Large breed dogs take longer than smaller breeds to reach their full grown height and weight because the growth plates in the bones take longer to close. At around 12 to 18 months your pooch should be fully grown and weigh between 70 to 90 pounds. Around this time you should be starting to feed your dog large breed adult dog food twice a day instead of three times a day. The amount will probably stay the same at about 3 to 4 cups of food depending on your pooch’s appetite.
If your large breed dog is older but is continuing to eat a healthy well-balanced diet there is no need to switch to senior food. If you feel your furry friend needs more nutrients or more specific vitamins try to find an adult dog food that works best with their dietary needs. Only switch to senior food if it’s recommended by your veterinarian.
Giant Dog Breeds (90lbs+) Feeding Rules
Most giant dog breeds reach well over 100 pounds and are usually much slower to mature mentally and physically than other sizes. Because these breeds are so much bigger they will need a considerably larger amount of food than other dogs. You should expect to be paying a lot more for food than small, medium, and even large breed dog owners.
As we’ve established, giant breed dogs grow at a slower rate than other sizes. It will take about 18 months for your pup to become fully grown though some breeds can take almost 24 months to reach their full-grown height and weight. By the time giant breed puppies are weaned off milk, they will probably be between 15 to 20 pounds so they should start off with about a cup of puppy food 4 times a day.
At around 4 months they will likely be at least 50 pounds so their portions should increase to about 2 maybe 2 ½ cups of food 4 times a day. Once they reach about 6 to 8 months they should weigh around 70 to 80 pounds and should be eating about 3 to 3 ½ cups of food per meal though you can decrease mealtimes to 3 times a day at this point. They will probably continue to eat this much until they’re around 100 pounds then the portions should increase to about 4 cups twice a day.
When giant dog breeds reach their full grown size at one or two years old they will most likely weigh around 150 pounds. Around 2 years of age would be the best time to switch your pooch to adult dog food for extra large breeds. After your dog surpasses 100 pounds you will need to add an additional ⅓ to ¼ cup of food for every ten pounds of body weight. While it is recommended to add joint supplements to giant dogs’ diets, be sure to check with your veterinarian if it’s safe for your specific dog.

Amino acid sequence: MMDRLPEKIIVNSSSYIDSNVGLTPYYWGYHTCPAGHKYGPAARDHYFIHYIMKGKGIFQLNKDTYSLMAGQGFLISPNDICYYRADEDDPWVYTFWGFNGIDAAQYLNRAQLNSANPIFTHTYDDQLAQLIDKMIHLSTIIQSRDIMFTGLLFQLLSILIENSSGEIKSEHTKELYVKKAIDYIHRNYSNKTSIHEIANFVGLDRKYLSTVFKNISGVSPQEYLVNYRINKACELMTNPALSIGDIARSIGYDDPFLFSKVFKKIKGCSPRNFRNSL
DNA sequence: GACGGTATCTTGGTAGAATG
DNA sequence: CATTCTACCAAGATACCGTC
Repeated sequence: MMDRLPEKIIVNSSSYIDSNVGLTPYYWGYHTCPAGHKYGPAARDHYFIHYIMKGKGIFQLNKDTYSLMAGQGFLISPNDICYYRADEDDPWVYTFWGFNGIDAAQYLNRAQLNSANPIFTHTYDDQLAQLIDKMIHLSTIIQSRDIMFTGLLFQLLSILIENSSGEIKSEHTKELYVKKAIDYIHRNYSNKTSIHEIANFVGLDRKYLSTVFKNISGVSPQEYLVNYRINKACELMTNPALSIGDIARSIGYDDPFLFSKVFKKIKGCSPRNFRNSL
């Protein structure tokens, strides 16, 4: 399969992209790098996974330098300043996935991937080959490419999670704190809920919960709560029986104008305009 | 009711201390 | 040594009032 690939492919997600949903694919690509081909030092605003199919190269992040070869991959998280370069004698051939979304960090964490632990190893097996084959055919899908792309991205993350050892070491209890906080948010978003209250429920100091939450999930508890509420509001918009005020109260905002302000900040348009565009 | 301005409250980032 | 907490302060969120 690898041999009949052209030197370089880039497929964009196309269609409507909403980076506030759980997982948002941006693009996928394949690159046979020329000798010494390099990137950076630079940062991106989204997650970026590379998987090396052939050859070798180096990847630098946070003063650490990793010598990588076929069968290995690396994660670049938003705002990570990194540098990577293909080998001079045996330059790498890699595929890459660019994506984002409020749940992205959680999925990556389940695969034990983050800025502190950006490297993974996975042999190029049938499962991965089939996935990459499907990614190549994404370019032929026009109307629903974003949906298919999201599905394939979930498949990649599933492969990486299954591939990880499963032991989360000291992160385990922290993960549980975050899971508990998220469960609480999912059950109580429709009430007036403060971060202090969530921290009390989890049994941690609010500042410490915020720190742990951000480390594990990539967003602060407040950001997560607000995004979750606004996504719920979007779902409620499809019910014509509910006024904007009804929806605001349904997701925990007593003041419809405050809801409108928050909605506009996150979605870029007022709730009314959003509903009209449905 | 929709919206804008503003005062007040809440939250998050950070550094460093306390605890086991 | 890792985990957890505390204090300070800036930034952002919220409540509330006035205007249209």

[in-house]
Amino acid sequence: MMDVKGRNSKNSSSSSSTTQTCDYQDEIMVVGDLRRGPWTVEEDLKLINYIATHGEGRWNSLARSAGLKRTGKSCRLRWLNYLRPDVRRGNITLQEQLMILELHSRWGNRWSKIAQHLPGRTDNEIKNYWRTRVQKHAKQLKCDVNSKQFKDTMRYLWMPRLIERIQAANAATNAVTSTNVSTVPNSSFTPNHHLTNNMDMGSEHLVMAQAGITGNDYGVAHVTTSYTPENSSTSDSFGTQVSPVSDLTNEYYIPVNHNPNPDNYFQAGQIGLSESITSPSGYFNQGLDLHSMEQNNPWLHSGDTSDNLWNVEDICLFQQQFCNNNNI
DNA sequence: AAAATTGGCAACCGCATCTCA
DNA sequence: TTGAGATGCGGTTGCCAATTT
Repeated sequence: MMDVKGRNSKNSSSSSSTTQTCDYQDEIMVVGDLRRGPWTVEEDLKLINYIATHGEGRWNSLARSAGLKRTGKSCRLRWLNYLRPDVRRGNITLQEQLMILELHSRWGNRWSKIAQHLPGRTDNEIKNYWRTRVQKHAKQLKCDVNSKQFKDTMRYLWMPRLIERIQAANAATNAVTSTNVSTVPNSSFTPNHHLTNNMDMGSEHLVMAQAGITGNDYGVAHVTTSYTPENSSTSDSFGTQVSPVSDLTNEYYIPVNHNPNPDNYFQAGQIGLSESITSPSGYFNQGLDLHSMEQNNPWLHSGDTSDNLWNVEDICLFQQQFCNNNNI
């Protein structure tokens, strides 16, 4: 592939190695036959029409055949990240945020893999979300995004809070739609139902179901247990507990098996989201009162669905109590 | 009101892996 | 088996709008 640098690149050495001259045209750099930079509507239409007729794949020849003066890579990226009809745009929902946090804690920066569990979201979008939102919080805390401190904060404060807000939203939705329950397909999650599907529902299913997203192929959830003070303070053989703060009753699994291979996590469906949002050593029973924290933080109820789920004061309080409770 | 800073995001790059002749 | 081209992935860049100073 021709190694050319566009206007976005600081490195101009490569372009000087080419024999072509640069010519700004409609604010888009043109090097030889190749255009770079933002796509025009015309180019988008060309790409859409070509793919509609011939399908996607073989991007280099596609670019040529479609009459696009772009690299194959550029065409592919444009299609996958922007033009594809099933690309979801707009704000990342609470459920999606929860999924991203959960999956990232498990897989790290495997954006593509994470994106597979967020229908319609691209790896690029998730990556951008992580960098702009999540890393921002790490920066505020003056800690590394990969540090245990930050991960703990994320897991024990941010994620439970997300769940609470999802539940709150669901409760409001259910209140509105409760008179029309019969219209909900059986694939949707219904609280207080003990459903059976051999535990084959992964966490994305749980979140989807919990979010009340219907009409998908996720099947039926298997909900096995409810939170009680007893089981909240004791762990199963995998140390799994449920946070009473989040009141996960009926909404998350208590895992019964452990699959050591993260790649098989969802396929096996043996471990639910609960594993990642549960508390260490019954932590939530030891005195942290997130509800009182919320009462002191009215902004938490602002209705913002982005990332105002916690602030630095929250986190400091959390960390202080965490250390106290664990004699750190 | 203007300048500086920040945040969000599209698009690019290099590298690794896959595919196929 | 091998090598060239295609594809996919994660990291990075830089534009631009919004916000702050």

While giant breed dogs do mature slower they age at a faster rate once they become adults. Because of this extra large dog breeds tend to have a shorter lifespan than smaller breeds. They only live to about 10 years old though with good exercise and diet then can live to be around 15.
Giant breed dogs are more prone to medical conditions like tumors, and different types of cancer. Your pooch may show signs that its metabolism is changing as early as 7 years old. Once you see signs your furry friend may need a new diet or senior food be sure to talk to your vet so you can know exactly what vitamins and nutrients your dog needs.
Bonus: Can I feed my dog people food?
If you have ever had a dog and have brought home a rotisserie chicken from the grocery store – you know that as soon as your pet smells the chicken aroma – you will be subjected to a relentless begging quest from your pup that will inevitably end in you giving in. Is it okay to give in? In the case of chicken – yes, as long as the seasoned skin and bones are removed. Be sure to offer your pet bite-sized portions and make sure that the chicken isn’t too hot.
It is generally fine for dogs to eat well-cooked, unseasoned meat in bite-sized pieces. Eggs are also good if they are cooked and unsalted. Raw egg whites can contribute to biotin deficiency – so refrain from offering them to your dog. Cheese and peanut butter are also good occasional treats. A tiny bite of cooked bacon on occasion is okay – but remember that bacon contains way too much salt for your dog and can make him sick. Occasional bites of unseasoned baked or sweet potato will be a welcomed treat but don’t give your pet potatoes slathered in butter. Some pet owners prefer to prepare fresh meals for their dogs instead of buying commercial food. If you should choose that route – please do some research and ask your vet to advise you.
The photo featured at the top of this post is © Dmytro Zinkevych/Shutterstock.com